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Phys Ther. 2008 Dec;88(12):1506-16. doi: 10.2522/ptj.20060223. Epub 2008 Sep 26.

Instability, laxity, and physical function in patients with medial knee osteoarthritis.

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  • 1Sports Medicine Biodynamics Center and Division of Occupational Therapy and Physical Therapy, Cincinnati Children's Hospital Medical Center, University of Cincinnati College of Medicine, Cincinnati, Ohio, USA.



Studies have identified factors that contribute to functional limitations in people with knee osteoarthritis (OA), including quadriceps femoris muscle weakness, joint laxity, and reports of knee instability. However, little is known about the relationship among these factors or their relative influence on function. The purpose of this study was to investigate self-reported knee instability and its relationships with knee laxity and function in people with medial knee osteoarthritis (OA).


Fifty-two individuals with medial knee OA participated in the study.


Each participant was classified into 1 of 3 groups based on reports of knee instability. Limb alignment, knee laxity, and quadriceps femoris muscle strength (force-generating capacity) were assessed. Function was measured with the Knee Injury and Osteoarthritis Outcome Score (KOOS) and a stair-climbing test (SCT). Group differences were detected with one-way analyses of variance, and relationships among variables were assessed with the Eta(2) statistic and hierarchical regression analysis.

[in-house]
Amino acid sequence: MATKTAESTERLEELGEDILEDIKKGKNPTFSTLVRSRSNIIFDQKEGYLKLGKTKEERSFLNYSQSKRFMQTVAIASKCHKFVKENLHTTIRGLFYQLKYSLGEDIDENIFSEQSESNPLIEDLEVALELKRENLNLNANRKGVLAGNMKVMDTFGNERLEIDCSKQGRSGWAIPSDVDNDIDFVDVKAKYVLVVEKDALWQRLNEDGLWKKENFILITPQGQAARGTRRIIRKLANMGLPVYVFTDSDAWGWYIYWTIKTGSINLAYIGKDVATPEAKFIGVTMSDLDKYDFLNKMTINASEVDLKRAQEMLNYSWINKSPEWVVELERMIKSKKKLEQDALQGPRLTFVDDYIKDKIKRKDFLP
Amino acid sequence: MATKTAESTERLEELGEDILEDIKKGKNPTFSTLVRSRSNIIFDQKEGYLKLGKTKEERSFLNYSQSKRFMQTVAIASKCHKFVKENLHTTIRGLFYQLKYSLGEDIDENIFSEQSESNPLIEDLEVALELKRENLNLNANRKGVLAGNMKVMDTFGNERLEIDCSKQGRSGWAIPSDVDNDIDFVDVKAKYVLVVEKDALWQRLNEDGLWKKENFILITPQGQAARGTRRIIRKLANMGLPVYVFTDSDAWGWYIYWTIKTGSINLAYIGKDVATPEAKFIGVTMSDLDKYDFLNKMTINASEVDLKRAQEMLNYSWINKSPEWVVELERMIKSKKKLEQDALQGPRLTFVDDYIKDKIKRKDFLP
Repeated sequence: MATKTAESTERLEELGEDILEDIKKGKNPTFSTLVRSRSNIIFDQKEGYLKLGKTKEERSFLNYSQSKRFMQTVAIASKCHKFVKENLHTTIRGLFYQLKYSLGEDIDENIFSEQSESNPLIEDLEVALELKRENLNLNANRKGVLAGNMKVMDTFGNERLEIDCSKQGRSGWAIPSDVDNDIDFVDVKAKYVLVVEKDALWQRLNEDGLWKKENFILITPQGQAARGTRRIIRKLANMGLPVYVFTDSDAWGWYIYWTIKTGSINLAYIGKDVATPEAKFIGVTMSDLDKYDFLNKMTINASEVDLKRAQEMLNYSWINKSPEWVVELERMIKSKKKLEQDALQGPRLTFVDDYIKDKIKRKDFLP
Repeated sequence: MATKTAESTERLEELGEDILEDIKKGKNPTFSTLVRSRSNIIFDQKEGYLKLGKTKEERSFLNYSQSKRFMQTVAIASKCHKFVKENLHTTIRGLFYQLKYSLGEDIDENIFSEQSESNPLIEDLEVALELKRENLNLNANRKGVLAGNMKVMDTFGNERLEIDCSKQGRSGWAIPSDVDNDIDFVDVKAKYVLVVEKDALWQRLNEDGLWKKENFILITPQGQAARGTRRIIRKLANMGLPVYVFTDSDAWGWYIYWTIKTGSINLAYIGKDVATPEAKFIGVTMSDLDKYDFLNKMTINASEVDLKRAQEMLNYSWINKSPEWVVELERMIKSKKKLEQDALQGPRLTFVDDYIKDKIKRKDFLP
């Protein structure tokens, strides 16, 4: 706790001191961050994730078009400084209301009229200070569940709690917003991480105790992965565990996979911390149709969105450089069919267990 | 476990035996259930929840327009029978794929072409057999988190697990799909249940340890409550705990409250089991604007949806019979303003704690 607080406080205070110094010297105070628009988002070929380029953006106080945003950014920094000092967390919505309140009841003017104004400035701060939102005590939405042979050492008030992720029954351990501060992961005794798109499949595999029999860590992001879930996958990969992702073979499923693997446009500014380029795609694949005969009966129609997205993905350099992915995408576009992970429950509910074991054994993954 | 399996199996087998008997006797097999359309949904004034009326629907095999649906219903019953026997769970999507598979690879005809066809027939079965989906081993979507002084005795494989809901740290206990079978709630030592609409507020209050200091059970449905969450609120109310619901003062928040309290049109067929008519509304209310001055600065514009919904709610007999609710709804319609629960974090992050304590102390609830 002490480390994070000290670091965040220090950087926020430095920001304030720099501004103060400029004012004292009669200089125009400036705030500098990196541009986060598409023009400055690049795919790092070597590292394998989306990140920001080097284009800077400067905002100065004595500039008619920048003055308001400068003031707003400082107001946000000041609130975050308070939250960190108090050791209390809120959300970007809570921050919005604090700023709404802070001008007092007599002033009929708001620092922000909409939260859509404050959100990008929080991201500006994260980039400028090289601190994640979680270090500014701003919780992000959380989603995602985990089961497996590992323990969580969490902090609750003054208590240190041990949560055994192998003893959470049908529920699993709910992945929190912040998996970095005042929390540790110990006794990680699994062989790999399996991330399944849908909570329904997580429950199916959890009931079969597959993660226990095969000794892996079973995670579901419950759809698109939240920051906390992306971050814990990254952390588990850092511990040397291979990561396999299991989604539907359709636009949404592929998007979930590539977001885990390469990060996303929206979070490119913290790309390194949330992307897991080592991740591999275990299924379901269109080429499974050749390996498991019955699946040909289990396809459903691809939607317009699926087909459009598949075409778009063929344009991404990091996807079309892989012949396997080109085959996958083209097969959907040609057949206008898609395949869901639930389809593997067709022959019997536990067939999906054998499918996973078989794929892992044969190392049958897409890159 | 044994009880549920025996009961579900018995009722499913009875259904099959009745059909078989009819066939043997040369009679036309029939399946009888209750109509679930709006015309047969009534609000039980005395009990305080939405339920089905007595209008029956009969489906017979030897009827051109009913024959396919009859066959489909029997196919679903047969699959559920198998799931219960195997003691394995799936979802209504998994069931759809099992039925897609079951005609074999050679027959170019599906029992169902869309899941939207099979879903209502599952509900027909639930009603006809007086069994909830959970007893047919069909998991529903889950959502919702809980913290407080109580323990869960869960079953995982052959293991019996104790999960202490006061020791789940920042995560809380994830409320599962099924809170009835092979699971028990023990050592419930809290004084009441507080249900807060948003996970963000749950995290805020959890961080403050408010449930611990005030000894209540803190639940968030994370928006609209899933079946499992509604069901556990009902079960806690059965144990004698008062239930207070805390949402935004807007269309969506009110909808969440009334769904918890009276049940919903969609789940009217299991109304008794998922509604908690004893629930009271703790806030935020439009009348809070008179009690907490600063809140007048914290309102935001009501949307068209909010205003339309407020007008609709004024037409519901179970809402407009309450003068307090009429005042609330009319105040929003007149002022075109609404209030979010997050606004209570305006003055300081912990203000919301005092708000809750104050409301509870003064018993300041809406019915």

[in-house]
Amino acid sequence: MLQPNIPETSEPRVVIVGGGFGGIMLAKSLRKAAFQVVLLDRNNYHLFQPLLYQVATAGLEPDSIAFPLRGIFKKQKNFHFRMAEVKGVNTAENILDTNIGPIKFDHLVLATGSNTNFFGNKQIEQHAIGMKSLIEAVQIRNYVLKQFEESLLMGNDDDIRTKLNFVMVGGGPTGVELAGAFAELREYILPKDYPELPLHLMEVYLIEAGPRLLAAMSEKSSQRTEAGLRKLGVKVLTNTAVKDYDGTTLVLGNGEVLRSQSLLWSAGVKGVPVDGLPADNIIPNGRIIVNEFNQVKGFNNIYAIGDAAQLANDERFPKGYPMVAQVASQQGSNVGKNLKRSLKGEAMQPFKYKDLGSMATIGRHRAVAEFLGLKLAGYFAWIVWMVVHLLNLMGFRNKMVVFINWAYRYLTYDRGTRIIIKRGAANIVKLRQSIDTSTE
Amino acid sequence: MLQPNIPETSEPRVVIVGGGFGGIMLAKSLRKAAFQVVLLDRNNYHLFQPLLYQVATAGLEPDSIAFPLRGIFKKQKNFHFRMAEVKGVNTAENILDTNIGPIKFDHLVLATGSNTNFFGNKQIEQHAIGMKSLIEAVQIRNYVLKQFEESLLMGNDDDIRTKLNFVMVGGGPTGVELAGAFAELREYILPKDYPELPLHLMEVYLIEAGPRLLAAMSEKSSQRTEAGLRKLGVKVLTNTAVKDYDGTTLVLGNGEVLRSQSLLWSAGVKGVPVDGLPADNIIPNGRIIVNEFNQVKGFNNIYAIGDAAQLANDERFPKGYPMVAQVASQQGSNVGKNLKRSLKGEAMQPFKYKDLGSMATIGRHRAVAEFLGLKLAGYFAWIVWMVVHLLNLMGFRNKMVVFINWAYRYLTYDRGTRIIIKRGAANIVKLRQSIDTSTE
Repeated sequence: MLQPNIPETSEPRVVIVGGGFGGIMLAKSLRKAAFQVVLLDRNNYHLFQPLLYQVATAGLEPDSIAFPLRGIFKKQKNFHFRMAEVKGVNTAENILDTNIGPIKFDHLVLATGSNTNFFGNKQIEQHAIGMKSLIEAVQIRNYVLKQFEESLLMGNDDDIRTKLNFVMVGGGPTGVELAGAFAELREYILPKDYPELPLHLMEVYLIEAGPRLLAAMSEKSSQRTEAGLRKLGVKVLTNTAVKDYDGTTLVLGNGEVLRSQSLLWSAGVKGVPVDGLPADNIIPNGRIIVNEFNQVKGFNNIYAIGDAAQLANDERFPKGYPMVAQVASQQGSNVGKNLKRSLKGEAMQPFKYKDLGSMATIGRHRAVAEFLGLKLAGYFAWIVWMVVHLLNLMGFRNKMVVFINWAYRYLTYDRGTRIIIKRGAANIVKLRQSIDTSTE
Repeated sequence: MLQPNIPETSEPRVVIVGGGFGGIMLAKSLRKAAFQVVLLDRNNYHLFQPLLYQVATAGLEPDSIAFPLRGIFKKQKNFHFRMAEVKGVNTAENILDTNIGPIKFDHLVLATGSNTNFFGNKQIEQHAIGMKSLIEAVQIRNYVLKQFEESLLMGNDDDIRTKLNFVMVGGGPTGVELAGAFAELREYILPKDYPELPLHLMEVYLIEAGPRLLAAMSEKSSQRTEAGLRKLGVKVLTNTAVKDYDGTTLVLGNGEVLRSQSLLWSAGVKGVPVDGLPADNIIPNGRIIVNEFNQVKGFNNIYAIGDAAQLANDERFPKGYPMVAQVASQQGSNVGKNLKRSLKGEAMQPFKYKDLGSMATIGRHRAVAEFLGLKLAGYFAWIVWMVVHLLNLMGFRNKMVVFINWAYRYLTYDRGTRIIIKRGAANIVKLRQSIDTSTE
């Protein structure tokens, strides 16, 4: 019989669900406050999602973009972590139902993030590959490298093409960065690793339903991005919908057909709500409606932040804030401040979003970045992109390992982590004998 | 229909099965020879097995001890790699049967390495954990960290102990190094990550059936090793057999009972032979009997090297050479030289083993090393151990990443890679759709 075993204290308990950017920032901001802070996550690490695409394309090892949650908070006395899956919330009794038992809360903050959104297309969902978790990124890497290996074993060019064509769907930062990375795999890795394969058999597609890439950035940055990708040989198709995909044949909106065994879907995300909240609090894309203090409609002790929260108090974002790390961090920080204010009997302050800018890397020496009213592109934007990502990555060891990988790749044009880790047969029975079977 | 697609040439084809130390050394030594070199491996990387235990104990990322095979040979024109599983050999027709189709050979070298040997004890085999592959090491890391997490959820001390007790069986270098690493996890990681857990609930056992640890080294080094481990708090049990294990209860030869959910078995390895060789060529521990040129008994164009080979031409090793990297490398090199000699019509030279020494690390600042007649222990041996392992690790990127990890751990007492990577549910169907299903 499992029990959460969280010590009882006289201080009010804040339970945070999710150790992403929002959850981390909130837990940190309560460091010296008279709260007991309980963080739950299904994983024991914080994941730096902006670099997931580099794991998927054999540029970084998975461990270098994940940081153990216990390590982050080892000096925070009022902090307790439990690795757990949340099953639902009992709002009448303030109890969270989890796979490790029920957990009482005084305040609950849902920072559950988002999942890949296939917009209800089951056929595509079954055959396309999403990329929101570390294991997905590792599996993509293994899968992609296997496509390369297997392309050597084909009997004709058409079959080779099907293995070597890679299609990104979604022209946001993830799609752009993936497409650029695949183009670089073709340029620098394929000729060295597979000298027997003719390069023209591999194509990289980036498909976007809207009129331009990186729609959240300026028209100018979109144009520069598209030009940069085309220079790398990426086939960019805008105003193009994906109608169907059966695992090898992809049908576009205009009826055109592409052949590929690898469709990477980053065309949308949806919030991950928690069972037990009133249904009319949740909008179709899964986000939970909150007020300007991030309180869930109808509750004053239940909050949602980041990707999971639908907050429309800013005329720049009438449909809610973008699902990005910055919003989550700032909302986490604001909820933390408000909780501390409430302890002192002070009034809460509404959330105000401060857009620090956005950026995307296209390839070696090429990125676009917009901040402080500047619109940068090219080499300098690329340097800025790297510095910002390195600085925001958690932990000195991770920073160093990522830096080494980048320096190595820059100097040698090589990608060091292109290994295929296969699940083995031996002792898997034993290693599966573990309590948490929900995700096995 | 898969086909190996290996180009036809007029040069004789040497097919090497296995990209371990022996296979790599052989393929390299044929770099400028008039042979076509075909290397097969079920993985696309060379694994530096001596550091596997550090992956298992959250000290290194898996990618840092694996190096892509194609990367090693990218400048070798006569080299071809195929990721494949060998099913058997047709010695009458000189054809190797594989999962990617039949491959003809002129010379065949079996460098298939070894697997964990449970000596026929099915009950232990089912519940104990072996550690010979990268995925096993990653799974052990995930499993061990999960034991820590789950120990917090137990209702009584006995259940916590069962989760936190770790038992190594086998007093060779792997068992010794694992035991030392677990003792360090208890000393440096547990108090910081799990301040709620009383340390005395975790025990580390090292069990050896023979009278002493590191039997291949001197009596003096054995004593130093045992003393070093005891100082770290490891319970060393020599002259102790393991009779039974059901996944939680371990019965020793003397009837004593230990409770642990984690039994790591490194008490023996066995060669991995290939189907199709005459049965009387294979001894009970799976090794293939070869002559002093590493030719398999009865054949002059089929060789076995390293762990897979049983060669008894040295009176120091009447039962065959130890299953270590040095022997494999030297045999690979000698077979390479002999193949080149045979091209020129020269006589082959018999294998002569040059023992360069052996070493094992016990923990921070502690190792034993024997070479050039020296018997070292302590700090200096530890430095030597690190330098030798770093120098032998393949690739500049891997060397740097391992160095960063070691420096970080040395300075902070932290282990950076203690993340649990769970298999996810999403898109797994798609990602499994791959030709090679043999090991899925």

There were no differences in alignment, laxity, or strength among the 3 groups. Self-reported knee instability did not correlate with medial laxity, limb alignment, or quadriceps femoris muscle strength. Individuals reporting worse knee instability scored worse on all subsets of the KOOS. Self-reported knee instability scores significantly contributed to the prediction of all measures of function above that explained by quadriceps femoris muscle force, knee laxity, and alignment. Neither laxity nor alignment contributed to any measure of function.


Self-reported knee instability is a factor that is not directly associated with knee laxity and contributes to worse function. Further research is necessary to delineate the factors that contribute to self-reported knee instability and reduced function in this population.

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